Thursday, April 09, 2015

fat review

I've been meaning to write a summary post of my first winter of fat-biking for a while.  Now that spring is pretty much here, I'm finally getting around to it.  This winter was pretty terrible as far as MN/WI snowfall went.  Usually I spend the winter xc skiing but there just wasn't snow so I opted for fat biking.  I have to say it was the best move I could have made.

People who know me know I've been pretty skeptical about fat bikes in general. Every one I had ridden felt like a big, slow, clunky bike with a horse riding-esq pedal position.  My goal with building this bike was to overcome all those.

I feel the biggest single problem with most fat bikes is simply the ridiculously wide BB which positions the riders feet too far apart for efficient pedaling.  I knew from the start I wanted this to feel racier for hard-packed trails (ie White-tail ridge). It's not meant for all day trekking through deep powder,

For those reasons I limited the tire size to a 4" tire on a 80mm rim, that's plenty big enough for hooking up on anything other than deep unpacked stuff.  I also knew I would be fine with a single front chainring.  1x set-up's have gotten so good now I just couldn't see a need for a front derailleur.  With those constraints I did some detail design work and researched cranks.

Most modern MTB cranks flare the arms out much wider than needed for reasonable frame designs, normally I hate that feature as it makes the Q factor unnecessarily wide, but for this application it's an advantage.  All that extra flare leaves room to move the single chainring further outboard and still allow the chain to clear the crankarm.  With some custom machining I was able to move the single ring about 1cm further outboard than stock.  That combined with a 170mm rear axle spacing and some very heavily shaped chainstays I was able to cram it all in there:

Standard 73mm BB shell with Sram X1 cranks, 4" tire on a 80mm rim, full 10 speed cassette, and the chain clears the tire in all gears.  There is about 6mm of tire clearance to each chainstay and 4mm to each crank arm.  In a nutshell, it's very tight but it works!

The geometry is also more mtb-like.  A little faster front end handling, lower bb drop.  Between the lower drop and narrow q factor it feels pretty much exactly like you're riding a 29'er just with a lot more float and traction!  It's not just me, everyone that has ridden it says they're shocked how much it feels like a "normal" mtb.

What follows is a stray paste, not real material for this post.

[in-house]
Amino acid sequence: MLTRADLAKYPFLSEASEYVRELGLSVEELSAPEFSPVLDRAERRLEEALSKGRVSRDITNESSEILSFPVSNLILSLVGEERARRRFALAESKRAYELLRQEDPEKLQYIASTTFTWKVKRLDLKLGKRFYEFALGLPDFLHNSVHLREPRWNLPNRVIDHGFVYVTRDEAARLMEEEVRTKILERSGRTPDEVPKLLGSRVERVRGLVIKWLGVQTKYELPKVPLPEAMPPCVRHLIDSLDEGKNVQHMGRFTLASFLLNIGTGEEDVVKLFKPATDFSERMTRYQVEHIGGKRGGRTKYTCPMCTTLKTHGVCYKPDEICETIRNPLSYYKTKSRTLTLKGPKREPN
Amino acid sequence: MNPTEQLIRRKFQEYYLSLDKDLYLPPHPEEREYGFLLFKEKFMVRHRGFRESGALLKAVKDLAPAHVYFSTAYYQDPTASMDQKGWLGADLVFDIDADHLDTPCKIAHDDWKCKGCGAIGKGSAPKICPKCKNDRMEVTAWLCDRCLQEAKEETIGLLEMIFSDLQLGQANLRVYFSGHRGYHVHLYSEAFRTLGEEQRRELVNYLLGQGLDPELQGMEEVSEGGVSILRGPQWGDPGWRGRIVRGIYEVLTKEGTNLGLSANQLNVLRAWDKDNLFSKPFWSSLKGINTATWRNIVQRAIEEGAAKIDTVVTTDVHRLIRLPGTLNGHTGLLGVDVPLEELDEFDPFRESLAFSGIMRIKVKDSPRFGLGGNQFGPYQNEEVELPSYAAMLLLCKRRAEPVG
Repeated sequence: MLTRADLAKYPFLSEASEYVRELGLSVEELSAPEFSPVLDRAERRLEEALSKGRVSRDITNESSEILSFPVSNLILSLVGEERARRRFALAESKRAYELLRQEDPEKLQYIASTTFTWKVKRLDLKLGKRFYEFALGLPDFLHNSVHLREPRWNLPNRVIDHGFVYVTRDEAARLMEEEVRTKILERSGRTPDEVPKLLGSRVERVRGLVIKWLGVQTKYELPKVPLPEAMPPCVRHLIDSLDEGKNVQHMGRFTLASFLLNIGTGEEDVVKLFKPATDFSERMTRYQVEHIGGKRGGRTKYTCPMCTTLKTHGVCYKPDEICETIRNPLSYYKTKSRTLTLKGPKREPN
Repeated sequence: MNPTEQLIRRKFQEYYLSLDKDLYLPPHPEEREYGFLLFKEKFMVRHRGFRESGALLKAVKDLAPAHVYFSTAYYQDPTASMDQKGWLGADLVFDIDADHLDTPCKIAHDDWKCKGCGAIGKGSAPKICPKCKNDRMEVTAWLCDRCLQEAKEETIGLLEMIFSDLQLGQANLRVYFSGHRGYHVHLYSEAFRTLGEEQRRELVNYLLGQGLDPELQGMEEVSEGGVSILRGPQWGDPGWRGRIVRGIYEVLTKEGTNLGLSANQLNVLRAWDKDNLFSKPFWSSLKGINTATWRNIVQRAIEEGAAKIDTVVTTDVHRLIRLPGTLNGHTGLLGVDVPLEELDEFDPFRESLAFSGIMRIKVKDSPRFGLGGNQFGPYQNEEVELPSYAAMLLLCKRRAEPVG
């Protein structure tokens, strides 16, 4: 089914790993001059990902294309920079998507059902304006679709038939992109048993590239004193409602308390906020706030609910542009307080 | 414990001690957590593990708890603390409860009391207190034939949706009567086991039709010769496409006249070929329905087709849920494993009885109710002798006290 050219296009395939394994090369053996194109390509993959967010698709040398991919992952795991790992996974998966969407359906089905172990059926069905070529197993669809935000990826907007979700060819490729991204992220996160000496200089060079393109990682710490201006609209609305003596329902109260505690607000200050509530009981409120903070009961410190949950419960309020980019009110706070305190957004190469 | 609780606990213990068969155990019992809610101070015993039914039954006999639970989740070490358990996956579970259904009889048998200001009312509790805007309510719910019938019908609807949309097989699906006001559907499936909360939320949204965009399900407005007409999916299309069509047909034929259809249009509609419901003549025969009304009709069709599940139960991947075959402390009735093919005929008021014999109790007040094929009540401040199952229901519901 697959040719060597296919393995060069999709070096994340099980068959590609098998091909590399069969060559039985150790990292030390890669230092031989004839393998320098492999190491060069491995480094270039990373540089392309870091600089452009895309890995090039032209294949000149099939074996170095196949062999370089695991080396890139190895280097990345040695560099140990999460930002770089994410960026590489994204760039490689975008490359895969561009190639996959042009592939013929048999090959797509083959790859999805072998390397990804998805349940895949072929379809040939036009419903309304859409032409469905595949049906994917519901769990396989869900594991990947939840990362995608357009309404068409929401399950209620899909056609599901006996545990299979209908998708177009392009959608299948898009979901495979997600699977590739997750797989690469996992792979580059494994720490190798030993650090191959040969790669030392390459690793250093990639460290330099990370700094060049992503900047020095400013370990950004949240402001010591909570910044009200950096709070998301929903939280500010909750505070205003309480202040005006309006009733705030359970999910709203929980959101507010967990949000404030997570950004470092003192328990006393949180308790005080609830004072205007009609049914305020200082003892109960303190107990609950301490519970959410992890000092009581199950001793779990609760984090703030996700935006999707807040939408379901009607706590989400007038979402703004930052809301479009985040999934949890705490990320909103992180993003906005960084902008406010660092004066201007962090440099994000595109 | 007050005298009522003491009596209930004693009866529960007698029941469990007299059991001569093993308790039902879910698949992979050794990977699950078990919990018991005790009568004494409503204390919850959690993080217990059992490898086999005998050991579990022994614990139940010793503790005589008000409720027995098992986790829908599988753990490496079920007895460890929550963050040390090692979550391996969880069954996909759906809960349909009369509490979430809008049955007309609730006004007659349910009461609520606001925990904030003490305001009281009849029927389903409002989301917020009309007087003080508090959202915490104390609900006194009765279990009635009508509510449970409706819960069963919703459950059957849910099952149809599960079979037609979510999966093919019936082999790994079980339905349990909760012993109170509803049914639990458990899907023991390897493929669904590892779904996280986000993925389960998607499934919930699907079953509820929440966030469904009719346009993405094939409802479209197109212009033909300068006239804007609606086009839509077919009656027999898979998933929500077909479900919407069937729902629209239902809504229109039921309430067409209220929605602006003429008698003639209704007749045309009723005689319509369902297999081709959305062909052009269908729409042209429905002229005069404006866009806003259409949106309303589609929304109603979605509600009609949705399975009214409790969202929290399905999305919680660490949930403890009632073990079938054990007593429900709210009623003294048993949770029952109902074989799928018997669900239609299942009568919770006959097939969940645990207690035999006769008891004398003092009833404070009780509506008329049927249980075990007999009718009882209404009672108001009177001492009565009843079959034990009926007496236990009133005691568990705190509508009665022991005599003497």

The trade-offs are the tire width limit, but for packed trails it works great.  If you like to wear loose pants, they may rub the rear tire since your pedals are closer to the tire, but with tights it's not an issue.  Lower drop would make your feet drag in deep snow in the powder, but as I said it's a packed trail bike.  I think for it's purpose, this design cannot be beat!  It's completely changed my notions about fat-bikes.

Just my humble opinion : )


Thursday, February 05, 2015

small and fat

This is somewhat of an anomaly for me, but I finished up 2 bikes this week.  One is rather small and one is rather fat:

This one is a women's lugged loaded tourer.  Lugs are custom carved with the new owner's Thistle design.  Lots of sweeping curves makes for a pretty nice looking frame.  The couplers in curved tubes were difficult but came out very nice.

Then there's this fat guy:

 Lots of curvy tube goodness on this frame.  The paint is icy white with some winter theme touches.

This is the magical part.  This fat bike doesn't have the typical 100mm super-wide BB and cranks.  It has a 73mm bb shell and uses a standard Sram X1 crank, but I did some custom work on the crank to move the ring outboard.  With a single front ring and the appropriate engineering, this bike fits a 4" tire and has a q-factor of 168mm!

Thursday, January 22, 2015

Museum opening night event

Goldstein museum opening night party is tomorrow.  It's open to the public, you should go:

Friday, January 09, 2015

BBC in the museum

Mark your calendars for everyday from Jan 24-May 10th to go to the Design Cycles show at the Goldstein Museum at the U of M.  I've got a couple of frames and other goodies which will be on display.